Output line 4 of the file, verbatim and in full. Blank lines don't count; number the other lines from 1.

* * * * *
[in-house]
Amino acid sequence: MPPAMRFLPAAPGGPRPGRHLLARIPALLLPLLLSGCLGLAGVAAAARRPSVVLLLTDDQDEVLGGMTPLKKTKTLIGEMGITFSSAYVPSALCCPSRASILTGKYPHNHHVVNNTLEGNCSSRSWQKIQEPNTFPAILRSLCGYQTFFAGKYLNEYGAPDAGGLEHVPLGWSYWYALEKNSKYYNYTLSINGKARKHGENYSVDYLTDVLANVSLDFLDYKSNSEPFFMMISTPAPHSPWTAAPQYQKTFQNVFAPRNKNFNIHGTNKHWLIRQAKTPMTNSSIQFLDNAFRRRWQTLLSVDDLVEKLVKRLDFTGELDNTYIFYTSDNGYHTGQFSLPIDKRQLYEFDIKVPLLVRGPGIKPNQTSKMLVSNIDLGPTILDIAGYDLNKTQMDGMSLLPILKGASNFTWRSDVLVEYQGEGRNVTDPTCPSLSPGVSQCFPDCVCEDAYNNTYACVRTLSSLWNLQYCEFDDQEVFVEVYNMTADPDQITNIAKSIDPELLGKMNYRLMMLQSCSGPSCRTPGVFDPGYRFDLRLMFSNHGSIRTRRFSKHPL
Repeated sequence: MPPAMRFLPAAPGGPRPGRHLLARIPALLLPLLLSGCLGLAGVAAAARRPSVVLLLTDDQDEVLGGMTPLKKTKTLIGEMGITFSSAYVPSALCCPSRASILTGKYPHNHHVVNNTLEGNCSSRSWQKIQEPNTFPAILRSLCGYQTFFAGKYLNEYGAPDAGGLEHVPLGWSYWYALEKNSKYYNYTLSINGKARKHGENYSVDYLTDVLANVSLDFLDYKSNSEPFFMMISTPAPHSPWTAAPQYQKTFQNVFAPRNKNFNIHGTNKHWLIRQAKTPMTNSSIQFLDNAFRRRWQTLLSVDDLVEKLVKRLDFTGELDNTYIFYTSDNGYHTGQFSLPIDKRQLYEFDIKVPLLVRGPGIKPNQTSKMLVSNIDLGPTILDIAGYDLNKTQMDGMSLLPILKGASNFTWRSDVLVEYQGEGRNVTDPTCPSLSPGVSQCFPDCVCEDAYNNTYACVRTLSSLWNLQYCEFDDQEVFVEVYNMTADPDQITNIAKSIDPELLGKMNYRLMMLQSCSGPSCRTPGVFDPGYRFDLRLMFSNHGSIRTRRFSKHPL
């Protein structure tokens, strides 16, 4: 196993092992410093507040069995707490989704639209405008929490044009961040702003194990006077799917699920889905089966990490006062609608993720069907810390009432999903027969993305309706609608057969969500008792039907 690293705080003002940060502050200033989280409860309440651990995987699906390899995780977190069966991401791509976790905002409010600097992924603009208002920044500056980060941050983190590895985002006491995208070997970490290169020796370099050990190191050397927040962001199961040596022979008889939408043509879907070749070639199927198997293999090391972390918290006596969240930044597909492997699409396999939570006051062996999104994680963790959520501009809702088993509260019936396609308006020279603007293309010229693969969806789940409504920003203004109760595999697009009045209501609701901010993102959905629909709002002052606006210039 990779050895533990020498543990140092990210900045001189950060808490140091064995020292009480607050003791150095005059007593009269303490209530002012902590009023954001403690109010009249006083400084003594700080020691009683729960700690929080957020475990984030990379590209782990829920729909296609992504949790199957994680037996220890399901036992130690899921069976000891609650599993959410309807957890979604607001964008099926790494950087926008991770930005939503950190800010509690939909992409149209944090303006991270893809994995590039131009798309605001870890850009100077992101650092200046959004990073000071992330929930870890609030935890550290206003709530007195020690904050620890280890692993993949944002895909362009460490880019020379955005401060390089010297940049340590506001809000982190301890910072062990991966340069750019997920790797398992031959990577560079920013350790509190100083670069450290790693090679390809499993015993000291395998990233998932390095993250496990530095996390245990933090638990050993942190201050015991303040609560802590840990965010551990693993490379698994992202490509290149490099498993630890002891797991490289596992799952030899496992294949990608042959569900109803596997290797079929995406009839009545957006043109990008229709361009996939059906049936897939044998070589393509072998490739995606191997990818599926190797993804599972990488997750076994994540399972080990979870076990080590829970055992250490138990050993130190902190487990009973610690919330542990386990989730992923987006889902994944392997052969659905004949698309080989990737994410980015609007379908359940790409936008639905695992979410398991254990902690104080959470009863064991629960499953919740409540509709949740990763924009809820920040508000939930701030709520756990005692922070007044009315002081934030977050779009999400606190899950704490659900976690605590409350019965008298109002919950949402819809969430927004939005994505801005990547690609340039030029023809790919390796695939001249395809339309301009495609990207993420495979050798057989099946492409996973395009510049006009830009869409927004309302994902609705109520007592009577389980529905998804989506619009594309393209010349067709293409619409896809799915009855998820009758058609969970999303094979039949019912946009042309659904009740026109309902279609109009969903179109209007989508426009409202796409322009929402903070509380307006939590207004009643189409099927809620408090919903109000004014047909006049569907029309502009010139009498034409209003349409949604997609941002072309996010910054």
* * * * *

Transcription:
């Protein structure tokens, strides 16, 4: 196993092992410093507040069995707490989704639209405008929490044009961040702003194990006077799917699920889905089966990490006062609608993720069907810390009432999903027969993305309706609608057969969500008792039907 690293705080003002940060502050200033989280409860309440651990995987699906390899995780977190069966991401791509976790905002409010600097992924603009208002920044500056980060941050983190590895985002006491995208070997970490290169020796370099050990190191050397927040962001199961040596022979008889939408043509879907070749070639199927198997293999090391972390918290006596969240930044597909492997699409396999939570006051062996999104994680963790959520501009809702088993509260019936396609308006020279603007293309010229693969969806789940409504920003203004109760595999697009009045209501609701901010993102959905629909709002002052606006210039 990779050895533990020498543990140092990210900045001189950060808490140091064995020292009480607050003791150095005059007593009269303490209530002012902590009023954001403690109010009249006083400084003594700080020691009683729960700690929080957020475990984030990379590209782990829920729909296609992504949790199957994680037996220890399901036992130690899921069976000891609650599993959410309807957890979604607001964008099926790494950087926008991770930005939503950190800010509690939909992409149209944090303006991270893809994995590039131009798309605001870890850009100077992101650092200046959004990073000071992330929930870890609030935890550290206003709530007195020690904050620890280890692993993949944002895909362009460490880019020379955005401060390089010297940049340590506001809000982190301890910072062990991966340069750019997920790797398992031959990577560079920013350790509190100083670069450290790693090679390809499993015993000291395998990233998932390095993250496990530095996390245990933090638990050993942190201050015991303040609560802590840990965010551990693993490379698994992202490509290149490099498993630890002891797991490289596992799952030899496992294949990608042959569900109803596997290797079929995406009839009545957006043109990008229709361009996939059906049936897939044998070589393509072998490739995606191997990818599926190797993804599972990488997750076994994540399972080990979870076990080590829970055992250490138990050993130190902190487990009973610690919330542990386990989730992923987006889902994944392997052969659905004949698309080989990737994410980015609007379908359940790409936008639905695992979410398991254990902690104080959470009863064991629960499953919740409540509709949740990763924009809820920040508000939930701030709520756990005692922070007044009315002081934030977050779009999400606190899950704490659900976690605590409350019965008298109002919950949402819809969430927004939005994505801005990547690609340039030029023809790919390796695939001249395809339309301009495609990207993420495979050798057989099946492409996973395009510049006009830009869409927004309302994902609705109520007592009577389980529905998804989506619009594309393209010349067709293409619409896809799915009855998820009758058609969970999303094979039949019912946009042309659904009740026109309902279609109009969903179109209007989508426009409202796409322009929402903070509380307006939590207004009643189409099927809620408090919903109000004014047909006049569907029309502009010139009498034409209003349409949604997609941002072309996010910054």